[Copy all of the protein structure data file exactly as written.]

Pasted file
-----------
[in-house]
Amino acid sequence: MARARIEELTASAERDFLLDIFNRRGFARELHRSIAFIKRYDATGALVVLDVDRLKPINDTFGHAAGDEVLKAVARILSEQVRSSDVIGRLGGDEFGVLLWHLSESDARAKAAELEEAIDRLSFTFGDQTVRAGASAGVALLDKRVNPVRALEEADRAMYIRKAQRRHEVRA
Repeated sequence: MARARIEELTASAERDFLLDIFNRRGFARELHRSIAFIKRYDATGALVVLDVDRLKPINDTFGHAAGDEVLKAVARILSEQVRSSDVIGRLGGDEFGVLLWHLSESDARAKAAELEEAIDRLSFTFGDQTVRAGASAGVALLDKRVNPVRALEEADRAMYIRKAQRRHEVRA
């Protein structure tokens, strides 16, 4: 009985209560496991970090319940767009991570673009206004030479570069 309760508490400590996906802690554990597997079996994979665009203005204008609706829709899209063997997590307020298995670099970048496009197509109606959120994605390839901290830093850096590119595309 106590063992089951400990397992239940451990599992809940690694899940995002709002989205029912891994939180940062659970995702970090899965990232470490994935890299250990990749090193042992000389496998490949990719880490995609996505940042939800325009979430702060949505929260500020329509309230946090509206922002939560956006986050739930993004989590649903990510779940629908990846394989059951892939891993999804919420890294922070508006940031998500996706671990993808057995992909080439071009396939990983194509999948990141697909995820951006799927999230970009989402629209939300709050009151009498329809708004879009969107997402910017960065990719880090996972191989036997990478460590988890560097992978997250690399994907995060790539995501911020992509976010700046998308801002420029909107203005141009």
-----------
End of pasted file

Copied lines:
[in-house]
Amino acid sequence: MARARIEELTASAERDFLLDIFNRRGFARELHRSIAFIKRYDATGALVVLDVDRLKPINDTFGHAAGDEVLKAVARILSEQVRSSDVIGRLGGDEFGVLLWHLSESDARAKAAELEEAIDRLSFTFGDQTVRAGASAGVALLDKRVNPVRALEEADRAMYIRKAQRRHEVRA
Repeated sequence: MARARIEELTASAERDFLLDIFNRRGFARELHRSIAFIKRYDATGALVVLDVDRLKPINDTFGHAAGDEVLKAVARILSEQVRSSDVIGRLGGDEFGVLLWHLSESDARAKAAELEEAIDRLSFTFGDQTVRAGASAGVALLDKRVNPVRALEEADRAMYIRKAQRRHEVRA
């Protein structure tokens, strides 16, 4: 009985209560496991970090319940767009991570673009206004030479570069 309760508490400590996906802690554990597997079996994979665009203005204008609706829709899209063997997590307020298995670099970048496009197509109606959120994605390839901290830093850096590119595309 106590063992089951400990397992239940451990599992809940690694899940995002709002989205029912891994939180940062659970995702970090899965990232470490994935890299250990990749090193042992000389496998490949990719880490995609996505940042939800325009979430702060949505929260500020329509309230946090509206922002939560956006986050739930993004989590649903990510779940629908990846394989059951892939891993999804919420890294922070508006940031998500996706671990993808057995992909080439071009396939990983194509999948990141697909995820951006799927999230970009989402629209939300709050009151009498329809708004879009969107997402910017960065990719880090996972191989036997990478460590988890560097992978997250690399994907995060790539995501911020992509976010700046998308801002420029909107203005141009």